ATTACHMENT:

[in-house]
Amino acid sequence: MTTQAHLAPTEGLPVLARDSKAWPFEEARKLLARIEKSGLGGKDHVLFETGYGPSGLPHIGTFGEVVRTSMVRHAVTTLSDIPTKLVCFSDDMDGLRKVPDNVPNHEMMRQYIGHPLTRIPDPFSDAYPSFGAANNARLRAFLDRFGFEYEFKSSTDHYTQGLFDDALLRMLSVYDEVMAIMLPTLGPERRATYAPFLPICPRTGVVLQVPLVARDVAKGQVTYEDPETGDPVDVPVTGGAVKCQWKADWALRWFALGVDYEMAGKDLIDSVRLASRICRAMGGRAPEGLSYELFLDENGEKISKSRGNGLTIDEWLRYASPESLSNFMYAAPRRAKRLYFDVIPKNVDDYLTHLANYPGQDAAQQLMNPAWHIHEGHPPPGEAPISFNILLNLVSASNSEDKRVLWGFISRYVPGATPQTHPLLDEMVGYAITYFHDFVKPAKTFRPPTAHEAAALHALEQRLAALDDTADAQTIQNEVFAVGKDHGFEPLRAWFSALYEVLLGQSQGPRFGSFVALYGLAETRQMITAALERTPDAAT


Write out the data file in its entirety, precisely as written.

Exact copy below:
[in-house]
Amino acid sequence: MTTQAHLAPTEGLPVLARDSKAWPFEEARKLLARIEKSGLGGKDHVLFETGYGPSGLPHIGTFGEVVRTSMVRHAVTTLSDIPTKLVCFSDDMDGLRKVPDNVPNHEMMRQYIGHPLTRIPDPFSDAYPSFGAANNARLRAFLDRFGFEYEFKSSTDHYTQGLFDDALLRMLSVYDEVMAIMLPTLGPERRATYAPFLPICPRTGVVLQVPLVARDVAKGQVTYEDPETGDPVDVPVTGGAVKCQWKADWALRWFALGVDYEMAGKDLIDSVRLASRICRAMGGRAPEGLSYELFLDENGEKISKSRGNGLTIDEWLRYASPESLSNFMYAAPRRAKRLYFDVIPKNVDDYLTHLANYPGQDAAQQLMNPAWHIHEGHPPPGEAPISFNILLNLVSASNSEDKRVLWGFISRYVPGATPQTHPLLDEMVGYAITYFHDFVKPAKTFRPPTAHEAAALHALEQRLAALDDTADAQTIQNEVFAVGKDHGFEPLRAWFSALYEVLLGQSQGPRFGSFVALYGLAETRQMITAALERTPDAAT